All data were subjected to analysis of variance (ANOVA) using the PROC MIXED procedure of SAS (SAS 9.2 Software, SAS Institute Inc., 100 SAS Campus Drive, Cary, NC 27513-24140). Crop injury data were subjected to arcsine square-root transformation prior to analysis. Subsequently, homogeneity and normality of variance were verified using Bartlett’s and Shapiro-Wilk’s Test. Data were combined within years, therefore variances were partitioned into random effects (years, blocks within years and years by treatment interactions) and fixed effects (clomazone rates, saflufenacil rates and their interactions). Results were combined when interaction of years by treatments were not significant. Means for significant effects were separated using Tukey’s Test (P ≤ 0.05).
3. Results and Discussion
3.1. Rice Injury
3.1.1. Saflufenacil Applied Preemergence
Saflufenacil rate by clomazone rate by year interaction was demonstrated by ANOVA at the first (10/15 DAE) and second (22 DAE) assessments in the study with PRE applications of saflufenacil (Table 1). Consequently, results were presented for each year separately. In 2009, no interaction between clomazone and saflufenacil rates was observed at 10 and 22 DAE. No injury from PRE application of saflufenacil alone was observed in 2009 (Table 2). Injury increased following rate increments of clomazone, but it did not surpass 11% for data collected at 10 DAE. Clomazone applied at 392 g ha−1 can be used as a reference rate since it provided effective weed control while being safe to rice in sandy soils . Injury from clomazone diminished over time with less than 3% observed at the later evaluation (22 DAE).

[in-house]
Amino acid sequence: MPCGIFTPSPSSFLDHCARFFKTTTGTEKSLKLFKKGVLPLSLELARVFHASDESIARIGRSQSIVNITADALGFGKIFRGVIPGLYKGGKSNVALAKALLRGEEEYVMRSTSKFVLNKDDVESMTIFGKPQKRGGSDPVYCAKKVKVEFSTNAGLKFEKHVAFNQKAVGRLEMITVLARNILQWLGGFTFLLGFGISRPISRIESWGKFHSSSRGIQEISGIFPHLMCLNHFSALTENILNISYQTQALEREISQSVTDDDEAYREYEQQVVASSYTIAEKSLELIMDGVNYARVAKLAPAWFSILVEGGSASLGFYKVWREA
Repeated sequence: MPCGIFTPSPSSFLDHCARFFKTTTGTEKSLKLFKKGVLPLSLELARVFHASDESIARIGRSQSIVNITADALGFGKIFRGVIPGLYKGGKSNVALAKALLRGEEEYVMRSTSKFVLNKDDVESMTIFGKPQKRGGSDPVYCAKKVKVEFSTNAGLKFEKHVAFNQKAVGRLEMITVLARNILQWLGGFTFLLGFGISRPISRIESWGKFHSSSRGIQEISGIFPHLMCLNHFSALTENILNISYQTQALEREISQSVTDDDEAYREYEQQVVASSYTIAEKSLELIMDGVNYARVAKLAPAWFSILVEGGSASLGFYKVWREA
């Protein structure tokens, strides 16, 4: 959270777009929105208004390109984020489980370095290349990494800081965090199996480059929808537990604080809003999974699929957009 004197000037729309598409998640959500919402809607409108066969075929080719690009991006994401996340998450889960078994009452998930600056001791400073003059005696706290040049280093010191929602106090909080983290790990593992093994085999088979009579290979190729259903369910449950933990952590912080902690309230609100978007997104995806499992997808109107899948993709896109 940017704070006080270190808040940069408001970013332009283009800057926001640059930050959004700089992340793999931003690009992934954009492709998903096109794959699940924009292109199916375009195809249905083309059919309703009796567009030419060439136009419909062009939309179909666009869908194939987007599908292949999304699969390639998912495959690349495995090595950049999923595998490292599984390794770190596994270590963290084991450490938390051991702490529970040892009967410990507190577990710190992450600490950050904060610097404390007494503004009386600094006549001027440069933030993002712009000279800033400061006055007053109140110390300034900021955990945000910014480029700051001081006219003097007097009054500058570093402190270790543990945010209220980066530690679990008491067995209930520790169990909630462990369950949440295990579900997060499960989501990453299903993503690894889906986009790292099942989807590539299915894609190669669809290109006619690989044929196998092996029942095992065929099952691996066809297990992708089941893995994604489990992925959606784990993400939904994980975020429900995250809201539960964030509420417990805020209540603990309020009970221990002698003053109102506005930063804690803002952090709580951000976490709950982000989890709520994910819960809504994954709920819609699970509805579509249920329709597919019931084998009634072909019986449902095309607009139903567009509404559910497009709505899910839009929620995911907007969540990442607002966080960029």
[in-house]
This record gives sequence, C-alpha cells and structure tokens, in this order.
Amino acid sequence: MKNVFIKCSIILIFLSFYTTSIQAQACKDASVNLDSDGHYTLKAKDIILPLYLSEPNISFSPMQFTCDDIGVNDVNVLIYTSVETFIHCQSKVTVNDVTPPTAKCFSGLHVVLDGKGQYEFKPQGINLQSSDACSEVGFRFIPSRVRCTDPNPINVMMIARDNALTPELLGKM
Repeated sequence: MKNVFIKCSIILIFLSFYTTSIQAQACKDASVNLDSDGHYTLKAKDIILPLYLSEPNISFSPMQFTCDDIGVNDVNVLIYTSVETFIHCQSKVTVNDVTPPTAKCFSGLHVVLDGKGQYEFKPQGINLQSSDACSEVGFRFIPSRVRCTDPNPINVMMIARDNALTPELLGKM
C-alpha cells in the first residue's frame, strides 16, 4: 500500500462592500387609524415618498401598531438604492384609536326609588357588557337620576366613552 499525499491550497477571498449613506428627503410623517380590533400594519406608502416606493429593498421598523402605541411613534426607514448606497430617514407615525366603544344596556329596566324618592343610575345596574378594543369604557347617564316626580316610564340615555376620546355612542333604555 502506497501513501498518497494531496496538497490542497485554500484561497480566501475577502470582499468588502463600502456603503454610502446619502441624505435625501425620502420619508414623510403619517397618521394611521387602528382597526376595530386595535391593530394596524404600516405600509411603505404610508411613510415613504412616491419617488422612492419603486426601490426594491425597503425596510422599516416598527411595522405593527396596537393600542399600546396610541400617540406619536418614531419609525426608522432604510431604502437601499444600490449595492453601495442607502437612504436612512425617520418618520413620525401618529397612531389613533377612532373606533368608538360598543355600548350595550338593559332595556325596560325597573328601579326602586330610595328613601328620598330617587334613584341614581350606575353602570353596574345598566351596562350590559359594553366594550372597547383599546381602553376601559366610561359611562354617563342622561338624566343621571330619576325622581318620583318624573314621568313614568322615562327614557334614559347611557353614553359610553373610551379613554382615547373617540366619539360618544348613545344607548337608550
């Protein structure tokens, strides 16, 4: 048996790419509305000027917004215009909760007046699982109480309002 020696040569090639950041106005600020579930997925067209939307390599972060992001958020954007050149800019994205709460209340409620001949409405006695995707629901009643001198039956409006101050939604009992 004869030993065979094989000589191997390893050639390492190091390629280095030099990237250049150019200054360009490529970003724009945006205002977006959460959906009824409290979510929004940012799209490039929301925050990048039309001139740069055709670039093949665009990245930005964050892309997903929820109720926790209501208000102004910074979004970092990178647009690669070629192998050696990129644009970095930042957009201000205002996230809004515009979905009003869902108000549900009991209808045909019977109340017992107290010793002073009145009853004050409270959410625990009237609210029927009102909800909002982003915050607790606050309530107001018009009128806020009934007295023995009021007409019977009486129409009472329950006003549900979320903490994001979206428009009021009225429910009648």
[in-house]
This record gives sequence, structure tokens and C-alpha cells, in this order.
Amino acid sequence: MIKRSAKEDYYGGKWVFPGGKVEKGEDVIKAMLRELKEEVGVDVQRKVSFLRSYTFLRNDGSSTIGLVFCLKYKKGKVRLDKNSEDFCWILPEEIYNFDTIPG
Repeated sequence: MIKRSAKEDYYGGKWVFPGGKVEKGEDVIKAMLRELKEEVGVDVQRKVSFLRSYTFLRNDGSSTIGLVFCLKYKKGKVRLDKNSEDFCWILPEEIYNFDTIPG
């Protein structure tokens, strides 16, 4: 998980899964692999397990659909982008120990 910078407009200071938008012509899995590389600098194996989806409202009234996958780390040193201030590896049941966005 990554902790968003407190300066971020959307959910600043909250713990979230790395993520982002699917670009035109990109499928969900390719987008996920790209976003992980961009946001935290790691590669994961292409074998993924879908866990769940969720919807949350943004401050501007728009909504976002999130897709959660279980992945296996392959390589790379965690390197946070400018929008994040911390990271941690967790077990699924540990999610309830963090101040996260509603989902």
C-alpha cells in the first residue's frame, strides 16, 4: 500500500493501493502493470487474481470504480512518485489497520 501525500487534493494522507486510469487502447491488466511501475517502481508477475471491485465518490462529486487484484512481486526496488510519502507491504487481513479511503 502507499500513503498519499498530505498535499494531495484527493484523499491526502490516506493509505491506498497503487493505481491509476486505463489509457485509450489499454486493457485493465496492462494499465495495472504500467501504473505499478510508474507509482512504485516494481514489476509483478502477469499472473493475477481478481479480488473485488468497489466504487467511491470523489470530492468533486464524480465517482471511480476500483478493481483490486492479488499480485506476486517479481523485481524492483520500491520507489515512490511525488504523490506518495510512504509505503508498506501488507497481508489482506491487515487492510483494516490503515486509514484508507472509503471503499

In 2010, no clomazone by saflufenacil interaction was detected in the first assessment (15 DAE). A similar trend for clomazone injury was observed in 2010 when compared with the first assessment of 2009, but higher values (up to 31%) were reported in the second year. Relatively higher clomazone injury may be related with plants exposure to lower temperatures in the beginning of the growing season due to an earlier planting date in 2010. For saflufenacil rates, greater injury was observed at the highest rate (200 g ha−1) when compared with the lower rates (25 to 100 g ha−1). However, injury observed at 200 g ha−1 was not different than the plots untreated with saflufenacil. These results are associated with variability of clomazone when data were averaged across saflufenacil rates.
A significant clomazone and saflufenacil rate interaction occurred for the second evaluation of 2010 (22 DAE). Injury was significantly different for saflufenacil treatments at 100 and 200 g ha−1, however it was <6% (Table 3). Necrotic tissue was visible in the lower region of the plant stem when saflufenacil was applied alone. In the treatments with PRE combinations of clomazone and saflufenacil greater injury was observed when the highest rates of the two herbicides were tank-mixed. Injury among saflufenacil rates ranged from 10 to 23% at 392 g ha−1 of clomazone and from 20 to 40 at 505 g ha−1 of clomazone.
At the intermediate rate of clomazone (392 g ha−1), no differences were detected from 0 up to 100 g ha−1 of saflufenacil, demonstrating potential for use of these two herbicides. For the highest rate of clomazone, the treatment with no application of saflufenacil had statistically similar injury compared with the highest rate of saflufenacil. Variability within the highest rate of clomazone may explain these results. Clomazone plus saflufenacil applied PRE resulted in typical foliar bleaching followed by necrosis. Additionally, necrosis of the lower region of the stem was caused by the inhibition of the PPO enzyme by saflufenacil (Figure 1(c)).
Although injury was observed at the highest rates of saflufenacil applied PRE as well as when it was combined with clomazone in 2010, rice plants were able to recover over time. In later evaluations, data averaged across years and clomazone rates demonstrated less than 3% and 2% injury at 32 and 38 DAE, respectively (data not shown). Rice was consistently tolerant to PRE applications of saflufenacil alone up to 200 g ha−1 in both years of study.